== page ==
If you are lucky enough to own a PlayStation 5 console, and have been actively playing on it, you should already have run out of internal storage space by now. Now, with the September update for the PS5 finally released, the days of constantly having to make that tough decision of deciding which game(s) to delete are over.

As most PS5 owners have been aware, the console comes with an M.2 SSD storage expansion slot that allows for users to purchase a PS5-compatible NVMe SSD (up to 4TB) to install in the expansion bay.

However, getting a PS5-compatible SSD isn’t as straightforward as there are certain requirements that have to be met, and a heatsink is required too. Sony has the full list of SSD requirements listed here. But if you want to skip that hassle, there are already three certified “PS5-compatible” NVMe SSDs available on the market, and since we have all three on hand, we decided to test them out on our PS5 to compare how they stack up against each other. Who knows, they might even outperform the PS5’s own internal SSD.

Special thanks to Gigabyte AORUS, Seagate and WD for providing us with the following SSDs to test out:

If the above cards are either out of stock or way above your budget, here’s a full list of other M.2 SSD options for your PS5.

Read Speeds

Upon installation and formatting of each SSD, here are the read speed test results shown on the PS5.

Verdict: As you can see, all three SSDs’ read speeds are nearly identical to each other, as detected by the PS5.

Data Transfer Speeds

These are the data transfer times recorded for moving select PS5 games from the internal SSD to each of the SSDs.

Verdict: As can be seen from the results, all three SSDs’ write speeds are about the same too, which substantiates the read speeds as detected by the PS5 above.

Game Load Times

These games were timed from their respective start menus, at the moment the “CONTINUE” button is pressed, till the point where the game is playable.

Verdict: Once again, the games pretty much load up within the same amount of time across all the SSDs. What’s interesting is how Assassin’s Creed Valhalla seems to load faster on the three SSDs over the PS5’s own internal SSD!

Of course, a big part of purchasing an SSD boils down to the price. As you can see, the AORUS is the most affordable of the bunch. Only WD offers a 500GB model, and only Seagate offers a whopping 4TB model, which will cost you a hefty penny.

Conclusion

So in conclusion, does it matter how fast each SSD transfers your PS5 games from the internal storage to the M.2 SSD? Not really, since the transfers are already pretty speedy across the board, and it’s more of a one-time affair upon installation. Thereafter, most users won’t be moving games to and fro the two storage options all that often. In terms of game load times, seeing how the loading is pretty much instantaneous on both the internal storage and the three SSDs, there really isn’t much basis for comparison there either.

Another interesting observation is how the game boot times across the three SSDs are pretty much on par with the PS5’s own internal SSD, and in some instances, outperformed by the three SSDs. As can be seen, not every game is made the same, so depending on how the data is processed and possibly the thermal bottleneck of the SSDs, performances may vary over longer sessions of gaming, and this is when the real thermal test kicks in.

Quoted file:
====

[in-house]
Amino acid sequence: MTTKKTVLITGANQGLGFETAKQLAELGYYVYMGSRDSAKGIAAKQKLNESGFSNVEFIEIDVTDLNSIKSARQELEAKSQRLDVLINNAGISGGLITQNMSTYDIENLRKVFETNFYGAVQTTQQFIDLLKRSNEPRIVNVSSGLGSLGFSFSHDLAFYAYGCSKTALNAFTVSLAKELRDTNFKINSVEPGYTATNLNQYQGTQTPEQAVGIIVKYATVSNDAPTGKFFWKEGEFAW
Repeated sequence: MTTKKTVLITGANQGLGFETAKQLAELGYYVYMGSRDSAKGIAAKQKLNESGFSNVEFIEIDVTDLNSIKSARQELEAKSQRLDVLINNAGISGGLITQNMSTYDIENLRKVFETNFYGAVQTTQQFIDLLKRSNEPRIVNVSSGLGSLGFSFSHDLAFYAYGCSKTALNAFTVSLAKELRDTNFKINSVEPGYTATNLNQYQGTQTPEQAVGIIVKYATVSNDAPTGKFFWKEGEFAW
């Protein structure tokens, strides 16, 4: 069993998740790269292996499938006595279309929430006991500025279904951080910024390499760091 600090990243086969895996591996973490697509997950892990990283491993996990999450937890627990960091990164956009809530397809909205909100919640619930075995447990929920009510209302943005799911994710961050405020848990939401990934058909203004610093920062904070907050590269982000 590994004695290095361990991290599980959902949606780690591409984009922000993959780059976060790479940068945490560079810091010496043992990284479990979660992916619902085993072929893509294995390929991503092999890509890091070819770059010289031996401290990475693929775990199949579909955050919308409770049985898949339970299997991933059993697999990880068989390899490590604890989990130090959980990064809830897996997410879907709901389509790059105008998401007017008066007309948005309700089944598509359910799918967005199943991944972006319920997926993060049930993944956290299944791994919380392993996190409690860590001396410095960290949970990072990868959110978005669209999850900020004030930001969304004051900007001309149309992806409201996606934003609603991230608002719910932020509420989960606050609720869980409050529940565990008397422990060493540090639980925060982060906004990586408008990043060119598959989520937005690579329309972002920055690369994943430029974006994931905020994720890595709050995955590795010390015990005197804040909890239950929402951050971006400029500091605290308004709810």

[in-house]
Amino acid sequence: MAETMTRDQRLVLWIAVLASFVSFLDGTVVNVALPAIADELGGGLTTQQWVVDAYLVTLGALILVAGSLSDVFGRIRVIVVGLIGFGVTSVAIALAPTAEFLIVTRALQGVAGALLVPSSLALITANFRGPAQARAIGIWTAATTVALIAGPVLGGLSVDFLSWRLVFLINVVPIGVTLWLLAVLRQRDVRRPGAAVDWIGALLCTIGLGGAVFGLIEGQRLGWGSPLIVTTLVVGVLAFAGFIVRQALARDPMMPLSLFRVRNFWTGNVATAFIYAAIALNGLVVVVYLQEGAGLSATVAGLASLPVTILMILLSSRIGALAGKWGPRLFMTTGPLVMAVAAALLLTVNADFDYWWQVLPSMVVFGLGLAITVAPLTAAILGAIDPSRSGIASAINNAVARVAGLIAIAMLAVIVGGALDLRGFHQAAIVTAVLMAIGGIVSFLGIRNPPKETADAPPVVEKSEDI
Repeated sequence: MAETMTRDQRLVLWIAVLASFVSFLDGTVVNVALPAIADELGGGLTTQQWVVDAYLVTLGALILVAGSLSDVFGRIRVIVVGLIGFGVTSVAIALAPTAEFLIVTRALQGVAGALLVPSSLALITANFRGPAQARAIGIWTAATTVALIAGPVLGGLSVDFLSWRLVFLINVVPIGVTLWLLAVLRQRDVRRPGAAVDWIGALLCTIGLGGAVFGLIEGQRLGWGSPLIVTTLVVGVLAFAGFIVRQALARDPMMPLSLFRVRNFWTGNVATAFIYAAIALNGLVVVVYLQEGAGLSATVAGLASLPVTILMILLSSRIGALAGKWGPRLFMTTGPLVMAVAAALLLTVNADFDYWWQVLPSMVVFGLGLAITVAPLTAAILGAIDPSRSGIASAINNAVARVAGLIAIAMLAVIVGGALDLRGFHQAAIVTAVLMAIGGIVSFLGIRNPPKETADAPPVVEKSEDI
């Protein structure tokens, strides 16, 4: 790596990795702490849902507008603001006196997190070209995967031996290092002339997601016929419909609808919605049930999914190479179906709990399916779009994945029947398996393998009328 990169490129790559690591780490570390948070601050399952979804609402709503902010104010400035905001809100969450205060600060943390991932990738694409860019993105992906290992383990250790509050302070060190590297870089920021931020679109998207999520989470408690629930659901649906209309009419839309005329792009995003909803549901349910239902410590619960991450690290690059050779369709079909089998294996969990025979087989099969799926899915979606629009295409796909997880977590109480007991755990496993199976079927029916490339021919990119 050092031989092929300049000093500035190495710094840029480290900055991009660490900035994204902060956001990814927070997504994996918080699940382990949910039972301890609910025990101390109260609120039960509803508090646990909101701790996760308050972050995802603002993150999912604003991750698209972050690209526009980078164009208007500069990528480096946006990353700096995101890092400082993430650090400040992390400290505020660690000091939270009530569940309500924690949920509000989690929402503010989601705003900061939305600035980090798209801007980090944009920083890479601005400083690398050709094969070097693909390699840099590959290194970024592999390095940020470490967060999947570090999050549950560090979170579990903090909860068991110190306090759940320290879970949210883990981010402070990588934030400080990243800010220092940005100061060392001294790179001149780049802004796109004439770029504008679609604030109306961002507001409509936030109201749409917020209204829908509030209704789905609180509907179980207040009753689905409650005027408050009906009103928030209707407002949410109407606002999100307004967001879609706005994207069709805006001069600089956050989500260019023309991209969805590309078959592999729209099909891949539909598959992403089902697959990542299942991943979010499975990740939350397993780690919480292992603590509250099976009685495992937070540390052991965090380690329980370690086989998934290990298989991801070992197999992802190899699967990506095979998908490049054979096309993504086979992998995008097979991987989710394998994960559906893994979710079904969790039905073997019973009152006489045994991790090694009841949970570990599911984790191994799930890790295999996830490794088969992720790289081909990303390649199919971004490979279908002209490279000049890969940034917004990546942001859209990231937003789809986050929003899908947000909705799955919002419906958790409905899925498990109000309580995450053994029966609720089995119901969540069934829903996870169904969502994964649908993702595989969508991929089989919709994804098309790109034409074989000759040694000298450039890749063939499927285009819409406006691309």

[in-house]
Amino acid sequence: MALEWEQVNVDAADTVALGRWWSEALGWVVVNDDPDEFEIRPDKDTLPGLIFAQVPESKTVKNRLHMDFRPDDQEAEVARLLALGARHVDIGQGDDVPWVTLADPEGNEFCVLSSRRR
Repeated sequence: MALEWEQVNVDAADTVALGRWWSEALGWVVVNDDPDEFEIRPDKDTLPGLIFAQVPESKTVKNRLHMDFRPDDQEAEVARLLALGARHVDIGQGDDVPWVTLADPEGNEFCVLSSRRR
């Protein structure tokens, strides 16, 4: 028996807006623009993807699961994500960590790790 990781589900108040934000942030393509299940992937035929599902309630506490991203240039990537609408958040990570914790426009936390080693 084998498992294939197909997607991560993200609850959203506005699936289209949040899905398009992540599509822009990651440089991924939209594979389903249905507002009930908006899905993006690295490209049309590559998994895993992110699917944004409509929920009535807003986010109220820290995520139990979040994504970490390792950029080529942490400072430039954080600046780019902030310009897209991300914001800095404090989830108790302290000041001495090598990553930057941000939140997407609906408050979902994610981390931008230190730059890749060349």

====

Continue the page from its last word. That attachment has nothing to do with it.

Ultimately, it all boils down to the availability of the drives, and their respective prices. There is the difference in aesthetics too, but let’s be honest, once you screw it in the expansion bay and close up your PS5, you’re never going to physically see the SSD anymore.

The Gigabyte AORUS Gen4 7000s SSD is available now via Amazon, Lazada and Shopee, starting from S$349 for the 1TB model.

The Seagate FireCuda 530 NVMe SSD is available now via Amazon, Lazada and Shopee, starting from S$819 for the 2TB model.

The WD_Black SN850 NVMe SSD is available now via Amazon, Lazada and Shopee, starting from S$258 for the 500GB model.

If the above cards are either out of stock or way above your budget, here’s a full list of other M.2 SSD options for your PS5.

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The release of the highly anticipated Battlefield 2042 has been postponed, much to the dismay of fans.

The update came from a statement by Oskar Gabrielson, the general manager of the development studio DICE, on the official Battlefield Twitter account. The originally planned release date of 22 October 2021 has been pushed back by almost a full month.

Citing “unforeseen challenges” due to the pandemic as the reason, it seems like the studio needs the extra time to ensure the game is released in a satisfactory and best possible state. The silver lining, however, is the update on the open beta that will be coming later in September.

battlefield 2042

While fans generally received the news positively and are respecting the studio’s commitment to releasing a more polished game, there are some who have a more cynical view of things. For instance, some suspect that this delay is a marketing strategy to further whet fans’ appetite. There are those who also cite the history of video games that suffered delays yet still under-delivering in terms of quality (Cyberpunk 2077 being a recent example).

One thing’s for sure though. Fans can’t do anything but wait, and hope that promises are kept and fulfilled. Battlefield 2042 is slated to release on 19 November 2021.

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